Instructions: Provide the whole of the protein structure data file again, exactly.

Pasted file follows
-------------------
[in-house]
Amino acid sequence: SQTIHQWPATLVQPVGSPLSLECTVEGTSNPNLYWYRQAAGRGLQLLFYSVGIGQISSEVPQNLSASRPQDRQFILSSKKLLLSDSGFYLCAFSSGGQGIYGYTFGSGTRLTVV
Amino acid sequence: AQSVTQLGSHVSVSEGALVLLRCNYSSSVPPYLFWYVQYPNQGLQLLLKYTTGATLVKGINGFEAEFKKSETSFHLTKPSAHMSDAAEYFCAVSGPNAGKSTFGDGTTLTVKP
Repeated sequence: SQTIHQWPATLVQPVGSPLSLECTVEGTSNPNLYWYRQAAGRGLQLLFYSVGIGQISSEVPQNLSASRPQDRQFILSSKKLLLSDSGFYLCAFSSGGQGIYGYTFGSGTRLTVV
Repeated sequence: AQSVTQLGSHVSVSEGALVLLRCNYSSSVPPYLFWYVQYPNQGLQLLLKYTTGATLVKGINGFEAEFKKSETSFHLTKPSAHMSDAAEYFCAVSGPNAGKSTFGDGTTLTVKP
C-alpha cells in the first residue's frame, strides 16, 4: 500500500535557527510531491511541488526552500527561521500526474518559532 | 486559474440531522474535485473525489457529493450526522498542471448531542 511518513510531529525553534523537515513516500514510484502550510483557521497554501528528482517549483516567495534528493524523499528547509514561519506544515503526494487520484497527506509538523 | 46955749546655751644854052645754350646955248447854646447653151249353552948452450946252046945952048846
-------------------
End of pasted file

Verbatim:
[in-house]
Amino acid sequence: SQTIHQWPATLVQPVGSPLSLECTVEGTSNPNLYWYRQAAGRGLQLLFYSVGIGQISSEVPQNLSASRPQDRQFILSSKKLLLSDSGFYLCAFSSGGQGIYGYTFGSGTRLTVV
Amino acid sequence: AQSVTQLGSHVSVSEGALVLLRCNYSSSVPPYLFWYVQYPNQGLQLLLKYTTGATLVKGINGFEAEFKKSETSFHLTKPSAHMSDAAEYFCAVSGPNAGKSTFGDGTTLTVKP
Repeated sequence: SQTIHQWPATLVQPVGSPLSLECTVEGTSNPNLYWYRQAAGRGLQLLFYSVGIGQISSEVPQNLSASRPQDRQFILSSKKLLLSDSGFYLCAFSSGGQGIYGYTFGSGTRLTVV
Repeated sequence: AQSVTQLGSHVSVSEGALVLLRCNYSSSVPPYLFWYVQYPNQGLQLLLKYTTGATLVKGINGFEAEFKKSETSFHLTKPSAHMSDAAEYFCAVSGPNAGKSTFGDGTTLTVKP
C-alpha cells in the first residue's frame, strides 16, 4: 500500500535557527510531491511541488526552500527561521500526474518559532 | 486559474440531522474535485473525489457529493450526522498542471448531542 511518513510531529525553534523537515513516500514510484502550510483557521497554501528528482517549483516567495534528493524523499528547509514561519506544515503526494487520484497527506509538523 | 46955749546655751644854052645754350646955248447854646447653151249353552948452450946252046945952048846